Psychosocial disabilities are the fastest growing public health challenge, affecting over 5 million South Africans. According to the World Health Organization, four of the ten leading causes of disabilities globally is a mental health condition. Yet knowledge of psychosocial disabilities, and the human rights of those affected by them, is alarmingly poor. The result is a continuing marginalization of people with psychosocial disabilities, characterized by stigma, discrimination and a failure to acknowledge their needs for mental health care and reasonable accommodation.
In order to place the focus squarely on the rights of those affected by psychosocial disability, the South African Institute for Advanced Constitutional, Public, Human Rights and International Law (SAIFAC, a centre of the University of Johannesburg) is organizing an interdisciplinary conference entitled ‘The Intersection of Mental Health and Human Right in South Africa’ with a grant from the Medical Research Council of South Africa.
SAIFAC’s director, Professor David Bilchitz explains that ‘The conference will take place during National Disability Rights Awareness Month and we hope in the conference to make some attempt to correct for the neglect often suffered by those with psychosocial disabilities. The conference has been carefully constructed to revolve around four themes – autonomy and legal capacity, vulnerability and protection, access to care and participation – which we hope will capture the numerous rights issues encountered by people affected, either directly or indirectly, by psychosocial disability’.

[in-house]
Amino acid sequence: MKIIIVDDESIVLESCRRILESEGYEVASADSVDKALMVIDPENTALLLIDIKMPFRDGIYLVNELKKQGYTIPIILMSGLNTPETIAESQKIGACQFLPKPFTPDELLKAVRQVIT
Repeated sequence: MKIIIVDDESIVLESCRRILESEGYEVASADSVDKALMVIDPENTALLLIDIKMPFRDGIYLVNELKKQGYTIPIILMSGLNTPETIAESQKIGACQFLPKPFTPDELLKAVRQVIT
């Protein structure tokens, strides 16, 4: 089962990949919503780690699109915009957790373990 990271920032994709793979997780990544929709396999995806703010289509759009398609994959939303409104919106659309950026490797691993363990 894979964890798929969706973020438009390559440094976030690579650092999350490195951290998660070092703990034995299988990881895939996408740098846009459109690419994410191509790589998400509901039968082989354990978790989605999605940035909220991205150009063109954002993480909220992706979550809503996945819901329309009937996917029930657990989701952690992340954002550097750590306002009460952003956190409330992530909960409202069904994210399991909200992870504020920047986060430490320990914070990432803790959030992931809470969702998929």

The conference, which will be held at the Parktonian Hotel in Braamfontein on the 26th of November, will include a keynote address by Indian disability law expert Amita Dhanda and will bring together leading authorities on the subject from civil society, government and academia. It will also traverse the disciplines of law, psychology, public health and psychiatry.
Co-organiser of the event Faraaz Mahomed, a clinical psychologist and human rights researcher, explains further the motivation behind the conference. He states:
‘People with psychosocial disabilities struggle to access employment opportunities, education and adequate health care services. Lack of knowledge relating to mental health and the rights of people with psychosocial disabilities has been identified as one of the most significant barriers to inclusion, with the result that eight out of every ten people with such a disability is unemployed in South Africa, and almost half a million learners with intellectual impairments are out of school. Similarly, severe shortages of skilled personnel such as psychiatrists, clinical psychologists and social workers have been identified, affecting South Africa’s ability to provide health-care for this grouping. The conference aims to examine these issues, paying particular attention to the advancement of human rights.